“It has also helped me embrace it and not be so sad, as it’s allowed us to start conversations about things like my bucket list. If I didn’t have those conversations with them, then we wouldn’t have been able to plan out all of the things I want to do before I die.”

Around a month after she was given the terminal diagnosis, Emily met Nic.

“It has been incredible to have the support of Nic, and my mental health would have been in a very different place without her,” said Emily.

“We meet once a month for a coffee and I feel like I can talk to her about anything. She’s happy to listen and she understands - she helps me look at the positive side of things rather than just focusing on the negative.

“If I have any questions that she can’t answer straight away, she goes away and finds out the answers for me. She’s also helped me ensure that my chemo stays on track. I know that I can also ring or text her if I need her at any point between our meetings.

“I’ve had open chats with Nic about my diagnosis. Part of my bucket list is going to lots of theme parks and Nic has helped me by writing a letter which I can present to them to get a fast pass as I can’t stand around in queues.

“Nic also told me about a charity that helps you make jewellery to leave behind as gifts. I’m going to make something for my parents, my sister and my grandparents. I always wear a necklace, so I plan to leave my sister the chain from that and then make a pendant with my fingerprint on. It will be nice to give her something so personal and special to remember me by.

“Nic also helped me get a grant to decorate my bedroom and has told me about family holidays which we can get for free. Things like that help alleviate the financial impacts of cancer.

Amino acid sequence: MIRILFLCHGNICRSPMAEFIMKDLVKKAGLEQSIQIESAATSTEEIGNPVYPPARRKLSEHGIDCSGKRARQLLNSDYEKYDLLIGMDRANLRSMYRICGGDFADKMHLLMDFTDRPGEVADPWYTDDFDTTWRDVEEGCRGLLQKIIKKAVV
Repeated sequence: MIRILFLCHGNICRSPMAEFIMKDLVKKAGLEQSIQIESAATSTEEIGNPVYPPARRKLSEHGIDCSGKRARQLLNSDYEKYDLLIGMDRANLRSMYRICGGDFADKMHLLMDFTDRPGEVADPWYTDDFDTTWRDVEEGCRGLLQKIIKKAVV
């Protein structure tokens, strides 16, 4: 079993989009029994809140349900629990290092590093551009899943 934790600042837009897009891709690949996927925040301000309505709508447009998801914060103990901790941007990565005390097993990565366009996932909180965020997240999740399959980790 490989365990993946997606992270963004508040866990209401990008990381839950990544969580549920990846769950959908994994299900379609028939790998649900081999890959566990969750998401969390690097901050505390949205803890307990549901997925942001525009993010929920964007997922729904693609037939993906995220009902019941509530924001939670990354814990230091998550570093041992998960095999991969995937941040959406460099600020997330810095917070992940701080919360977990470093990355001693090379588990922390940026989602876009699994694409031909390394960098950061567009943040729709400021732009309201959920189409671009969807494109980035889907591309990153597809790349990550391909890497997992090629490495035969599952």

“I’ve also had support from Jax, Teenage Cancer Trust’s Clinical Nurse Specialist in Bristol. Nic can’t travel up to Bristol for my appointments, so Jax is there for me. She was there when I received the results from my scan in January 2023 to say the cancer had spread. She comforted me and let me know that she was there in case I needed her support. I really appreciated that.

“She can also help me organise appointments when Nic is off. It’s great to have a second person who I can contact when I need them.”

Amy Harding, Director of Services and Impact at Teenage Cancer Trust, said: "The work that Nic and many others like her do is vital to young people.

“Teenage Cancer Trust is the only UK charity dedicated to providing specialised nursing care and support for young people with cancer.

“Colleagues like Nic provide teenagers and young adults with the very best care and support, while being a consistent, reassuring, go-to person for them and their families. Thanks to Nic and all her colleagues for putting young people, like Emily, first."

Every day, seven young people aged 13-24 hear the words “you have cancer”, and they will each need specialised nursing care and support to get them through it. Teenage Cancer Trust is the only UK charity dedicated to meeting this vital need – so no young person faces cancer alone.

Emily’s family have started a GoFund me page to help her fulfil her last wishes: